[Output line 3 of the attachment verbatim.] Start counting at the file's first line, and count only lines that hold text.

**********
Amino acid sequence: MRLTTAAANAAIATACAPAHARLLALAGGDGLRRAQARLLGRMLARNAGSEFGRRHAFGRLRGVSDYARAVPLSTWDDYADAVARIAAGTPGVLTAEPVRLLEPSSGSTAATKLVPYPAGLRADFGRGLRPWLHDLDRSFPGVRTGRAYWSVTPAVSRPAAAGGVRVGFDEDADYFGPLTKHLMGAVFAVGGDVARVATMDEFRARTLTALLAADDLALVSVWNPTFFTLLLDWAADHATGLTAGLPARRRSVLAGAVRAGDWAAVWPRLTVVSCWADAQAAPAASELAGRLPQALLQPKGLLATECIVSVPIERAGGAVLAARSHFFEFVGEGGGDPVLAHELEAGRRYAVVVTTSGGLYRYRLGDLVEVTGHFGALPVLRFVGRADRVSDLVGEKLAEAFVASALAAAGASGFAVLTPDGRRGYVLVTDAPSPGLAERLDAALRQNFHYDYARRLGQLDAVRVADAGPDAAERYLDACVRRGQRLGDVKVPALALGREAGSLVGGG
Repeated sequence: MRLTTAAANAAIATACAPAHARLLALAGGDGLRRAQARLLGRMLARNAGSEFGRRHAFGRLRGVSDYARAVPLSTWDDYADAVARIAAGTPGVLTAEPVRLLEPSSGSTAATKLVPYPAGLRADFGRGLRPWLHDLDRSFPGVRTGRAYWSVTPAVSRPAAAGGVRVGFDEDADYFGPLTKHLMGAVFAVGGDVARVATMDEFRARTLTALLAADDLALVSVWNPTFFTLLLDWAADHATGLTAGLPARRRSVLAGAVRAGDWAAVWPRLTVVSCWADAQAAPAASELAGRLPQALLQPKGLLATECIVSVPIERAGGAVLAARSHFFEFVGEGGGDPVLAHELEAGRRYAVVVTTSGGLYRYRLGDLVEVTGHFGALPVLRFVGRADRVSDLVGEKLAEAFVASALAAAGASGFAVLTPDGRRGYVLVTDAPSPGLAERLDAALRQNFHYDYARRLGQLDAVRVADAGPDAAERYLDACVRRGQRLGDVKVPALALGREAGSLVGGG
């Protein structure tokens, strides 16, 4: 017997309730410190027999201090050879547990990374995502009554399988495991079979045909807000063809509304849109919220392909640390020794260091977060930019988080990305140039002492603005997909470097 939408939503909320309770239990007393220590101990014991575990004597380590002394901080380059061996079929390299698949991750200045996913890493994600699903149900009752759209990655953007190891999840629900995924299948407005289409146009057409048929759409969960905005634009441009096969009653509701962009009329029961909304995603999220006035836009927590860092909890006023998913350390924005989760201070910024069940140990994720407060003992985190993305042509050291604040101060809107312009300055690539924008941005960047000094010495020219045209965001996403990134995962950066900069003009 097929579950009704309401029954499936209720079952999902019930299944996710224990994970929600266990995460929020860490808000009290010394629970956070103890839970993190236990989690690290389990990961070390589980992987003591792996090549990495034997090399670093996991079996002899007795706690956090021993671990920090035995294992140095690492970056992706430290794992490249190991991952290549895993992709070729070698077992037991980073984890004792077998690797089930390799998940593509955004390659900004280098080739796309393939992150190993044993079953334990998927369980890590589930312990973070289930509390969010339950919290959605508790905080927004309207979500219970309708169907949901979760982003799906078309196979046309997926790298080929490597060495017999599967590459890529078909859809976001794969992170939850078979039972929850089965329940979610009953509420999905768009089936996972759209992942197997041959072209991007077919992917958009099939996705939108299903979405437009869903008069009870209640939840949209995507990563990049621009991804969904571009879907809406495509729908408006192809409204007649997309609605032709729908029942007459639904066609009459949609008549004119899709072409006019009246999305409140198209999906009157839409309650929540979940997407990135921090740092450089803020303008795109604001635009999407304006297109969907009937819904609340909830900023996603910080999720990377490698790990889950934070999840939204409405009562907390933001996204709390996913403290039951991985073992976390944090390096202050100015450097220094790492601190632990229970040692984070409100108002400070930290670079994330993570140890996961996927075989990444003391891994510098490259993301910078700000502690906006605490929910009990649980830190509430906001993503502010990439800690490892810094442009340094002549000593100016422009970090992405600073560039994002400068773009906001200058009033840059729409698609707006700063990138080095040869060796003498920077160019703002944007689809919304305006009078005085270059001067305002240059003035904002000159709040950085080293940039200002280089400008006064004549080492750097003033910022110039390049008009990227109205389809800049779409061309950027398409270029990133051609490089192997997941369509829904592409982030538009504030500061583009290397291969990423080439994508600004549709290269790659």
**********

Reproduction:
């Protein structure tokens, strides 16, 4: 017997309730410190027999201090050879547990990374995502009554399988495991079979045909807000063809509304849109919220392909640390020794260091977060930019988080990305140039002492603005997909470097 939408939503909320309770239990007393220590101990014991575990004597380590002394901080380059061996079929390299698949991750200045996913890493994600699903149900009752759209990655953007190891999840629900995924299948407005289409146009057409048929759409969960905005634009441009096969009653509701962009009329029961909304995603999220006035836009927590860092909890006023998913350390924005989760201070910024069940140990994720407060003992985190993305042509050291604040101060809107312009300055690539924008941005960047000094010495020219045209965001996403990134995962950066900069003009 097929579950009704309401029954499936209720079952999902019930299944996710224990994970929600266990995460929020860490808000009290010394629970956070103890839970993190236990989690690290389990990961070390589980992987003591792996090549990495034997090399670093996991079996002899007795706690956090021993671990920090035995294992140095690492970056992706430290794992490249190991991952290549895993992709070729070698077992037991980073984890004792077998690797089930390799998940593509955004390659900004280098080739796309393939992150190993044993079953334990998927369980890590589930312990973070289930509390969010339950919290959605508790905080927004309207979500219970309708169907949901979760982003799906078309196979046309997926790298080929490597060495017999599967590459890529078909859809976001794969992170939850078979039972929850089965329940979610009953509420999905768009089936996972759209992942197997041959072209991007077919992917958009099939996705939108299903979405437009869903008069009870209640939840949209995507990563990049621009991804969904571009879907809406495509729908408006192809409204007649997309609605032709729908029942007459639904066609009459949609008549004119899709072409006019009246999305409140198209999906009157839409309650929540979940997407990135921090740092450089803020303008795109604001635009999407304006297109969907009937819904609340909830900023996603910080999720990377490698790990889950934070999840939204409405009562907390933001996204709390996913403290039951991985073992976390944090390096202050100015450097220094790492601190632990229970040692984070409100108002400070930290670079994330993570140890996961996927075989990444003391891994510098490259993301910078700000502690906006605490929910009990649980830190509430906001993503502010990439800690490892810094442009340094002549000593100016422009970090992405600073560039994002400068773009906001200058009033840059729409698609707006700063990138080095040869060796003498920077160019703002944007689809919304305006009078005085270059001067305002240059003035904002000159709040950085080293940039200002280089400008006064004549080492750097003033910022110039390049008009990227109205389809800049779409061309950027398409270029990133051609490089192997997941369509829904592409982030538009504030500061583009290397291969990423080439994508600004549709290269790659």